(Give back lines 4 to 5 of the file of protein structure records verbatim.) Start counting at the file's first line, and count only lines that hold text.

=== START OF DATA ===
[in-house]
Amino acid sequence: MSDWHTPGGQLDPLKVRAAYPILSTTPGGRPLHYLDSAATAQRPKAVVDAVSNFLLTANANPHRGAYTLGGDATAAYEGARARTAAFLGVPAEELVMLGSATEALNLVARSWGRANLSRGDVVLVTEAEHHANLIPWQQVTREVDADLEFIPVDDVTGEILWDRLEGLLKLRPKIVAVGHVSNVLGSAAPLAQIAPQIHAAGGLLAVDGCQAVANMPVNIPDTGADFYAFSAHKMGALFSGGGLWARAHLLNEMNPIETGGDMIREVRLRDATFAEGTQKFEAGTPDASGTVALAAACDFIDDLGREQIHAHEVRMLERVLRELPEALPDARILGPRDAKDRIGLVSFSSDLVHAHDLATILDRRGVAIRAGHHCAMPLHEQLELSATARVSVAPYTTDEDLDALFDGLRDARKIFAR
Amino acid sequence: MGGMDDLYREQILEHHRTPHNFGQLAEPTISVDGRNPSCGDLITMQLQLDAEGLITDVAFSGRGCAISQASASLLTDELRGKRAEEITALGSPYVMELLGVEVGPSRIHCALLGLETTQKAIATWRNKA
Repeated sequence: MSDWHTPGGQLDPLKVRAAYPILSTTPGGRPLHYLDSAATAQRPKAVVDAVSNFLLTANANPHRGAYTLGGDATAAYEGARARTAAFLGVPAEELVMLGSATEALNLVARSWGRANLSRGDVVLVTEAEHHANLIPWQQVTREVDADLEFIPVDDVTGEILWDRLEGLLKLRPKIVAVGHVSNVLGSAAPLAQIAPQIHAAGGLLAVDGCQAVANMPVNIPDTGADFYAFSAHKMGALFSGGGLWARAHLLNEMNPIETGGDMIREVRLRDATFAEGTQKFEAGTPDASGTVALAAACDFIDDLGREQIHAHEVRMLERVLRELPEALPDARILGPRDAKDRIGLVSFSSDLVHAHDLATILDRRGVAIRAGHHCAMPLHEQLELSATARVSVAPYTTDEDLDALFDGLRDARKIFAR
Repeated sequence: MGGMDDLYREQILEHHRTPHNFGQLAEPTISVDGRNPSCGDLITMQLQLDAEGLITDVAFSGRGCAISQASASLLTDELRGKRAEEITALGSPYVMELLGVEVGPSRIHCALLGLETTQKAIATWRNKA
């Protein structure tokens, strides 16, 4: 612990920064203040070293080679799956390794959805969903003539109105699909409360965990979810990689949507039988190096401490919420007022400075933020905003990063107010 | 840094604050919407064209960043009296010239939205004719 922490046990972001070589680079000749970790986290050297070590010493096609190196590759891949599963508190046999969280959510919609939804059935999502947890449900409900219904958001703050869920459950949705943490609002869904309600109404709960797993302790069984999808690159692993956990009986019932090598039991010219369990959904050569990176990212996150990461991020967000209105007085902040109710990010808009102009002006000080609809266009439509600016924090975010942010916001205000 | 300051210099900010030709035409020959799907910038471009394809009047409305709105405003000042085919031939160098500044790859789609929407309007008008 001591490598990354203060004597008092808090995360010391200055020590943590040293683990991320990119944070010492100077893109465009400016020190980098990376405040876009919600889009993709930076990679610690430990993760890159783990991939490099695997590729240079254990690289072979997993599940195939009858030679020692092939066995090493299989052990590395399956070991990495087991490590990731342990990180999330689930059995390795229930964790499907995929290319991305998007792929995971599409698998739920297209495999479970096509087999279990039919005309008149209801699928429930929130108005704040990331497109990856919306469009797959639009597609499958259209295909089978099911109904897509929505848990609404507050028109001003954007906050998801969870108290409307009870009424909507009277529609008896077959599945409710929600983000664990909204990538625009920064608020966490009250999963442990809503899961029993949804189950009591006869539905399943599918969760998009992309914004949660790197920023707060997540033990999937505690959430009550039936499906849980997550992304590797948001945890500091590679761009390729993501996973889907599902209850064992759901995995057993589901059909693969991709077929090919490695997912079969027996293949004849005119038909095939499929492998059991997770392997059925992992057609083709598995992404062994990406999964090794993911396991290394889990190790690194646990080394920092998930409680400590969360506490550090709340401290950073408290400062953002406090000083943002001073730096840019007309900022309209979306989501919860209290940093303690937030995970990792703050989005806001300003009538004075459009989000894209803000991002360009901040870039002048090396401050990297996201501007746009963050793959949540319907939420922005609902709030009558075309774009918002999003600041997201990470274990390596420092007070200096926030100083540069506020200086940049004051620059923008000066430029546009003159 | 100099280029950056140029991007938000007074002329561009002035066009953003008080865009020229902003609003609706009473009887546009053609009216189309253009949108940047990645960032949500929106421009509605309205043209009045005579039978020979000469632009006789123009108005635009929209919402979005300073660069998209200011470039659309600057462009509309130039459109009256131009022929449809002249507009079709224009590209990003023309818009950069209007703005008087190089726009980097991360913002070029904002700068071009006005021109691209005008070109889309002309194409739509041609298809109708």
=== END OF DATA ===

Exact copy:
Repeated sequence: MSDWHTPGGQLDPLKVRAAYPILSTTPGGRPLHYLDSAATAQRPKAVVDAVSNFLLTANANPHRGAYTLGGDATAAYEGARARTAAFLGVPAEELVMLGSATEALNLVARSWGRANLSRGDVVLVTEAEHHANLIPWQQVTREVDADLEFIPVDDVTGEILWDRLEGLLKLRPKIVAVGHVSNVLGSAAPLAQIAPQIHAAGGLLAVDGCQAVANMPVNIPDTGADFYAFSAHKMGALFSGGGLWARAHLLNEMNPIETGGDMIREVRLRDATFAEGTQKFEAGTPDASGTVALAAACDFIDDLGREQIHAHEVRMLERVLRELPEALPDARILGPRDAKDRIGLVSFSSDLVHAHDLATILDRRGVAIRAGHHCAMPLHEQLELSATARVSVAPYTTDEDLDALFDGLRDARKIFAR
Repeated sequence: MGGMDDLYREQILEHHRTPHNFGQLAEPTISVDGRNPSCGDLITMQLQLDAEGLITDVAFSGRGCAISQASASLLTDELRGKRAEEITALGSPYVMELLGVEVGPSRIHCALLGLETTQKAIATWRNKA